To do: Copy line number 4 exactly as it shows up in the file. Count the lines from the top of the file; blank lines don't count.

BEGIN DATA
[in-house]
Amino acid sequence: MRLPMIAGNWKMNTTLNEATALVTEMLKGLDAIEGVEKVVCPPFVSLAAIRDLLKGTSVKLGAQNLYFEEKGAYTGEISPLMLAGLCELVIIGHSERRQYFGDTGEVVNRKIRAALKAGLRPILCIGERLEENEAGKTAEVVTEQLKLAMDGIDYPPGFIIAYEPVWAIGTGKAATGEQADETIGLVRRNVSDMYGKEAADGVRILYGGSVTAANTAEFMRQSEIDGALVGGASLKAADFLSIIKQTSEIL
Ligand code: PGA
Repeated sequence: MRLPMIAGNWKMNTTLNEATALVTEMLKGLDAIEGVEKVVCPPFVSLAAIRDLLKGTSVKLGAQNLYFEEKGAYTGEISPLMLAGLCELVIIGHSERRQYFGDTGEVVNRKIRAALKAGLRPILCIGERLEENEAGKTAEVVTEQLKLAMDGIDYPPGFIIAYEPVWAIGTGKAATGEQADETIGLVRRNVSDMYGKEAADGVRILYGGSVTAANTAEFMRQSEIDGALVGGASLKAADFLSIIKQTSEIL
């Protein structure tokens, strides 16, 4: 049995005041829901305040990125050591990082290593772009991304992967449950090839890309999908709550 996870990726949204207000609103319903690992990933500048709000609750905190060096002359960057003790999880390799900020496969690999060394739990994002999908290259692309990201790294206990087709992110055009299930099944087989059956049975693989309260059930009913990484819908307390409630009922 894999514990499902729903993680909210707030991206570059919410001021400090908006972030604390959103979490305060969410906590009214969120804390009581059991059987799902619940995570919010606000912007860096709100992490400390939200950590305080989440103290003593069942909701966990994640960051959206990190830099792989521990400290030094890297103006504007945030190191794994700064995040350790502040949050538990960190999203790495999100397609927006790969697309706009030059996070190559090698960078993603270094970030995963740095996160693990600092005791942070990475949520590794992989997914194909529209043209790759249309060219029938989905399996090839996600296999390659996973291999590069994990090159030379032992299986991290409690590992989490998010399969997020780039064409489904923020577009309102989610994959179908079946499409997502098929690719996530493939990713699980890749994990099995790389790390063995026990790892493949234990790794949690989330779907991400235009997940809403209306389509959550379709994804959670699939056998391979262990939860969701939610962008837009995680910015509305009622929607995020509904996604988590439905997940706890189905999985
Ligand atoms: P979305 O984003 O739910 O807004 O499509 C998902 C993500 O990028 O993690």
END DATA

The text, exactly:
Repeated sequence: MRLPMIAGNWKMNTTLNEATALVTEMLKGLDAIEGVEKVVCPPFVSLAAIRDLLKGTSVKLGAQNLYFEEKGAYTGEISPLMLAGLCELVIIGHSERRQYFGDTGEVVNRKIRAALKAGLRPILCIGERLEENEAGKTAEVVTEQLKLAMDGIDYPPGFIIAYEPVWAIGTGKAATGEQADETIGLVRRNVSDMYGKEAADGVRILYGGSVTAANTAEFMRQSEIDGALVGGASLKAADFLSIIKQTSEIL